This is just replacing Passport’s error message, if it exists, or otherwise sending along whatever error is coming back from the server (all of which we defined ourselves in our API file).

Finally, change line 167 to the following:

      dispatch(registrationFailure(new Error(error.message || 'Registration Failed. Please try again.')));

This is just going “If there’s an existing message, send it along. Otherwise, add a message.”

We’re set, so save the file and let’s move on to /src/components/shared/ErrorBox.jsx. We’ve only got a single line to change here. It’s line 11, and when you’re done it should look like this:

          <strong>Error:</strong> {error && error.message ? error.message : 'An undefined error occurred' }

This makes sure that even in the event of a malformed error, the user gets something back, albeit a message that’s about as helpful as Apple’s famous bomb icon. Oh well. One can only spend so much time worrying about edge cases.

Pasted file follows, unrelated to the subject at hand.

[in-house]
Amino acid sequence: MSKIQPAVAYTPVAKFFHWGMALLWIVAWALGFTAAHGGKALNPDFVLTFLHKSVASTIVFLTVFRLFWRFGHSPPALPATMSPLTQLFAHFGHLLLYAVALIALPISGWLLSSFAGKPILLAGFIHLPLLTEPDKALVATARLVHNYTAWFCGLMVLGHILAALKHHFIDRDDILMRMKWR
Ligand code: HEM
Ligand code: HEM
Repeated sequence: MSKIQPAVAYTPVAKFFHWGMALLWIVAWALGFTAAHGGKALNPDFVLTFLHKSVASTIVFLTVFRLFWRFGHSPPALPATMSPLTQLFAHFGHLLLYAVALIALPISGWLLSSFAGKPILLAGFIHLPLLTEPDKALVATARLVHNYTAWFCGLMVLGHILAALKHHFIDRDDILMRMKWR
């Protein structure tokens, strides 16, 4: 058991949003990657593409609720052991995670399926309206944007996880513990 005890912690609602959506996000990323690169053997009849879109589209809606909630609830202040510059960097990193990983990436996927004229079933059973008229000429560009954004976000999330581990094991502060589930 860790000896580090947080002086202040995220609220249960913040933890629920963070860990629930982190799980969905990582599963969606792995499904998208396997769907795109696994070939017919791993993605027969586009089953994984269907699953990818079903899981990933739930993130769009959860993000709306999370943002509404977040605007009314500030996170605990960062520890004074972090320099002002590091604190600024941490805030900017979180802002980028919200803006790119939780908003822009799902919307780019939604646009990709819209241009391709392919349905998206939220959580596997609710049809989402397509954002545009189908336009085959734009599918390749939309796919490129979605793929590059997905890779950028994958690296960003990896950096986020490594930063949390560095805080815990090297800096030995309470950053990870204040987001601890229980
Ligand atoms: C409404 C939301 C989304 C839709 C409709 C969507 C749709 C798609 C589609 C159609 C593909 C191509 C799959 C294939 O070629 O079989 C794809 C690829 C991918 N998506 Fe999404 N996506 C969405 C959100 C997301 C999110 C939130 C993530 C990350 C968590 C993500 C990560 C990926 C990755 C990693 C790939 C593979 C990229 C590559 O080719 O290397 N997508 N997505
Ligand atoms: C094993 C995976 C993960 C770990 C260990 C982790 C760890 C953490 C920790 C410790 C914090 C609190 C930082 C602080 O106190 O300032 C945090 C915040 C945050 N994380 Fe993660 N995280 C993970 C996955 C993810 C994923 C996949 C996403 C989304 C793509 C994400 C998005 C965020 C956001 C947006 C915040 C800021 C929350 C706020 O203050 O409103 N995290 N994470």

Save the file, and let’s do a bit of testing. Switch over to a browser, make sure you’re logged out, and then hit the registration page. You’ll need to hard-refresh because we changed action files, which don’t hot-reload. First, try creating a user with an email address that’s already in use. Hooray! We’re properly catching that issue. Now use a new email, but an existing username. Again, we catch it. Finally, switch over to the log-in page, type some garbage, bring up our “login failed” error, and then use a successful login, and watch the error disappear.

Cool, we’re looking pretty good here. Next time, we’ll build a quick “reset password” page and wire it up, including emailing the user a link to complete the reset. See you there!